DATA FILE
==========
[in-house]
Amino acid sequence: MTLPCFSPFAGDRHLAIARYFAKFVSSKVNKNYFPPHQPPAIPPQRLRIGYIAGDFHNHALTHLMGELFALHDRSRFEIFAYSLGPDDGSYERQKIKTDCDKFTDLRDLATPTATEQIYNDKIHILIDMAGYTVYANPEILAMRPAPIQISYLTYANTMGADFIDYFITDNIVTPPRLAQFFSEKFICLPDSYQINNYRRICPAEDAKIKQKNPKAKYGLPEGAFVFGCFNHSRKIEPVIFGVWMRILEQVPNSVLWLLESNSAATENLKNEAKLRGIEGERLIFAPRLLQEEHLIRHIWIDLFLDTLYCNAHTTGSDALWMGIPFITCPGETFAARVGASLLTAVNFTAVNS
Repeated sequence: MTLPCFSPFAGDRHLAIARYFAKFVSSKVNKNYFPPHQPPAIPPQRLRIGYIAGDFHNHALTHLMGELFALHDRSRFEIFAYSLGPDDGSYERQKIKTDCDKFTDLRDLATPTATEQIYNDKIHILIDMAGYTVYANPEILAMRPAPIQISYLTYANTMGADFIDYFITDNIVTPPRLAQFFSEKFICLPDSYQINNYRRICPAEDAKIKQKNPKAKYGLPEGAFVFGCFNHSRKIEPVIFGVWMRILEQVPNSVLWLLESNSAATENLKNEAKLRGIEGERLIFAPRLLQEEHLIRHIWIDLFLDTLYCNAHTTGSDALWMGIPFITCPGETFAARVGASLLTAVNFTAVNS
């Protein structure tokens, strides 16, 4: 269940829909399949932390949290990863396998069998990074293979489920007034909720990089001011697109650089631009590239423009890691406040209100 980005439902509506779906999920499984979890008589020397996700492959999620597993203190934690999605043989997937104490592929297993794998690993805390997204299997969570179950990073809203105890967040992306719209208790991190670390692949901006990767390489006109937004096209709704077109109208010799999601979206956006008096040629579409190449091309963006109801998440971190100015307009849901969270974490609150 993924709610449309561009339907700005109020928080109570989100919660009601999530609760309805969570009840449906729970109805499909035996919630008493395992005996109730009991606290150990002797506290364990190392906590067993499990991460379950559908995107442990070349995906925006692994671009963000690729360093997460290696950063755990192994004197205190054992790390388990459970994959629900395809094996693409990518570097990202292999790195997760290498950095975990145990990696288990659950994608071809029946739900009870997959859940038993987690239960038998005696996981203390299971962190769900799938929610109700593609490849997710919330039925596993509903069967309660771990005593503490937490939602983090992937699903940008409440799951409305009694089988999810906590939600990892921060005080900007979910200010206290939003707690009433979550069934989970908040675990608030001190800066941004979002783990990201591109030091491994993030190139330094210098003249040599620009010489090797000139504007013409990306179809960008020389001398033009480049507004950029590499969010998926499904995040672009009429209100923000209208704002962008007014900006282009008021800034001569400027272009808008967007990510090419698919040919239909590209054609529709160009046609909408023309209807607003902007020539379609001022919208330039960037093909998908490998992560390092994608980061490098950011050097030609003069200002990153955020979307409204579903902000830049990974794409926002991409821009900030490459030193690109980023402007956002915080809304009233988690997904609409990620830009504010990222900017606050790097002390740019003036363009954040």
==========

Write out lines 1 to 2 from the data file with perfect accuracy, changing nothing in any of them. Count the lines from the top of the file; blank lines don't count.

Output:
[in-house]
Amino acid sequence: MTLPCFSPFAGDRHLAIARYFAKFVSSKVNKNYFPPHQPPAIPPQRLRIGYIAGDFHNHALTHLMGELFALHDRSRFEIFAYSLGPDDGSYERQKIKTDCDKFTDLRDLATPTATEQIYNDKIHILIDMAGYTVYANPEILAMRPAPIQISYLTYANTMGADFIDYFITDNIVTPPRLAQFFSEKFICLPDSYQINNYRRICPAEDAKIKQKNPKAKYGLPEGAFVFGCFNHSRKIEPVIFGVWMRILEQVPNSVLWLLESNSAATENLKNEAKLRGIEGERLIFAPRLLQEEHLIRHIWIDLFLDTLYCNAHTTGSDALWMGIPFITCPGETFAARVGASLLTAVNFTAVNS